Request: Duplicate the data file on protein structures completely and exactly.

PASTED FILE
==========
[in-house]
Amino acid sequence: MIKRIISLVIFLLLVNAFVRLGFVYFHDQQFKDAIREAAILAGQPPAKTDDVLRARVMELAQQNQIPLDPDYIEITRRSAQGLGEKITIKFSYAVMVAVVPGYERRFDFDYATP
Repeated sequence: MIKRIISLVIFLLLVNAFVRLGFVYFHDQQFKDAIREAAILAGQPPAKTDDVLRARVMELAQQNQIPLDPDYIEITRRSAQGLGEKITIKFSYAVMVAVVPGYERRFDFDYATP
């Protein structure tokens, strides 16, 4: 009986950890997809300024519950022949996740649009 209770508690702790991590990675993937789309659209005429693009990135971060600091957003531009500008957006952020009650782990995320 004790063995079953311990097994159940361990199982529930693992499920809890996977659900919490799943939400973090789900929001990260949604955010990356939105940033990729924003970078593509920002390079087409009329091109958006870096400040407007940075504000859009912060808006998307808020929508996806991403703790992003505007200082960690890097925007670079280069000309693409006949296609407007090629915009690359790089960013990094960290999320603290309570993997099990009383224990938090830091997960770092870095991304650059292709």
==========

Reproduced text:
[in-house]
Amino acid sequence: MIKRIISLVIFLLLVNAFVRLGFVYFHDQQFKDAIREAAILAGQPPAKTDDVLRARVMELAQQNQIPLDPDYIEITRRSAQGLGEKITIKFSYAVMVAVVPGYERRFDFDYATP
Repeated sequence: MIKRIISLVIFLLLVNAFVRLGFVYFHDQQFKDAIREAAILAGQPPAKTDDVLRARVMELAQQNQIPLDPDYIEITRRSAQGLGEKITIKFSYAVMVAVVPGYERRFDFDYATP
């Protein structure tokens, strides 16, 4: 009986950890997809300024519950022949996740649009 209770508690702790991590990675993937789309659209005429693009990135971060600091957003531009500008957006952020009650782990995320 004790063995079953311990097994159940361990199982529930693992499920809890996977659900919490799943939400973090789900929001990260949604955010990356939105940033990729924003970078593509920002390079087409009329091109958006870096400040407007940075504000859009912060808006998307808020929508996806991403703790992003505007200082960690890097925007670079280069000309693409006949296609407007090629915009690359790089960013990094960290999320603290309570993997099990009383224990938090830091997960770092870095991304650059292709």